New Uber CEO Dara Khosrowshahi may have found an early nemesis in the form of London Mayor Sadiq Khan. But for the rider-sharing firm’s legal team, just one name dominated the beginning of 2017: Gary Smith.
Smith had worked for Pimlico Plumbers, the British capital’s largest plumbing company, from 2005 to 2011. He was unable to work for anybody else. But when illness struck, and Smith asked for reduced hours, Pimlico refused. It took his branded company van, too.
A lengthy court case concluded this February with the ruling that Smith was not an “independent contractor”, as Pimlico argued, but that he was a full worker with all the benefits that entails. “We are absolutely delighted,” Smith’s lawyer Jacqueline McGuigan said. “The decision brings welcome clarity to the issue of employment status relating to work in parts of the economy.”
‘Parts of the economy’, many concluded, meant the burgeoning gig economy, which employs around five million people in Britain, or around 15% of the country’s working population. Could the Pimlico case open a can of worms for tech firms like Uber and Deliveroo, which rely on employees to work without holiday or sickness benefits?
This July Britain’s government released the Taylor Review, which aims to redress some of the supposed shortcomings those in the gig economy face. Changes include requiring service platforms to pay workers 1.2 times the national minimum wage and higher potential fines for offending companies.
That would seem to pave the way for a raft of damaging law suits brought against tech’s leading gig economy brands. But the second half of the year has been a mixed bag – and highlights just how uncertain lawmakers are about firms that have, in just a few years, transformed economies worldwide.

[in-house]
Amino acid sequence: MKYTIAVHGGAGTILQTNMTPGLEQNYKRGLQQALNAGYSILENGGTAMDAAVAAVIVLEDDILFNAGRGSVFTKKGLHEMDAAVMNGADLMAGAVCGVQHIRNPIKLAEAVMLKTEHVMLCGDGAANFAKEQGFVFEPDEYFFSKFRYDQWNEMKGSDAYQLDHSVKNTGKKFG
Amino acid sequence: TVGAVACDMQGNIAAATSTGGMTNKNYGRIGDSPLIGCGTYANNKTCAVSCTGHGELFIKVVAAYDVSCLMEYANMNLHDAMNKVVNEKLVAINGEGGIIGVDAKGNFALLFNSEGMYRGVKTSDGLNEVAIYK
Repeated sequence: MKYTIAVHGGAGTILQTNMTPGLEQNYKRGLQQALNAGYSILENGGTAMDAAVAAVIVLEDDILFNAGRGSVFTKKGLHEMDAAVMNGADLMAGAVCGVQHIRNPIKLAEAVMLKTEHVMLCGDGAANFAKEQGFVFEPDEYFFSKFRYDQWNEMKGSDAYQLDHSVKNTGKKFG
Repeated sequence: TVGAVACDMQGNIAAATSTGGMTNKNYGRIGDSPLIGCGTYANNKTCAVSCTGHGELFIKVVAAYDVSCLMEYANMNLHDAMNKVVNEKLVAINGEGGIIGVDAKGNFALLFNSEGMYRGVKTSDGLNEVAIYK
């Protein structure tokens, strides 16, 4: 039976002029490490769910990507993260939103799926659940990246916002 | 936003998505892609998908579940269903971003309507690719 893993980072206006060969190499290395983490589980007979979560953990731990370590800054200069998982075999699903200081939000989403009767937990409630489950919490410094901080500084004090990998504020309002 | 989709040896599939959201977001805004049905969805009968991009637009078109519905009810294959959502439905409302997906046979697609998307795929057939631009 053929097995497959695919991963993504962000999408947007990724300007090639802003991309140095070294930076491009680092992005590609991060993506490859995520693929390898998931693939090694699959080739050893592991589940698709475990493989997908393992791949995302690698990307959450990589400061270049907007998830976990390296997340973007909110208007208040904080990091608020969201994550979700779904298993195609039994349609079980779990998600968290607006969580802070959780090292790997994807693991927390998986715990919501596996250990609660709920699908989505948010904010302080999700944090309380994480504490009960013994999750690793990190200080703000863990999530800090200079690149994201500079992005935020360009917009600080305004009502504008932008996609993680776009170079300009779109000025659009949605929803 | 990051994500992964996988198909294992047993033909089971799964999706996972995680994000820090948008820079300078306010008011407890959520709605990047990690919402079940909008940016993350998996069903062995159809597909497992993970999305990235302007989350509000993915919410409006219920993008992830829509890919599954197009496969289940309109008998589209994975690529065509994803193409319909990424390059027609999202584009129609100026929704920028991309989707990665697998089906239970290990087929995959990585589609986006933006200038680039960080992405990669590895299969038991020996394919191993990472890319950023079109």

One of those companies is Uber. The San Francisco-based behemoth has continually batted off legal claims its drivers are workers, maintaining they are self-employed contractors. This month it suffered its second courtroom defeat on the issue, when a London employment tribunal ruled its drivers were in fact workers. Like Pimlico’s case, Uber’s is expected to head to the British Supreme Court next year.
Deliveroo, the food ordering service, is another startup fighting tooth and nail to prevent its riders from receiving regular work benefits. It has been more successful, however. Last week an arbitration court found in favor of the London-headquartered company, citing riders’ ability to switch out shifts with friends.
“It seems that after a series of defeats, finally a so-called gig economy company has found a way to game the system,” union leader Dr Jason Moyer-Lee told the BBC.
Cue celebrations among Deliveroo’s C-suite. But its win has stirred British politicians. Today two Parliamentary committees announced they would be looking to close employment loopholes they say have been exploited by gig economy firms. Deliveroo riders, for example, face an “unacceptable burden” to prove they are “workers”.
Deliveroo’s, and Uber’s, legal teams will envision far more days in court. But while they will be confident of securing victories the political screw is tightening. And unlike in the United States, where such issues are partisan, Britain’s politicians are turning against tech’s gig leaders wholesale.
It may be a long time before anything major changes. But gig economy startups may soon need to change the way they hire and fire. And Europe’s, and America’s, fellow firms are taking note.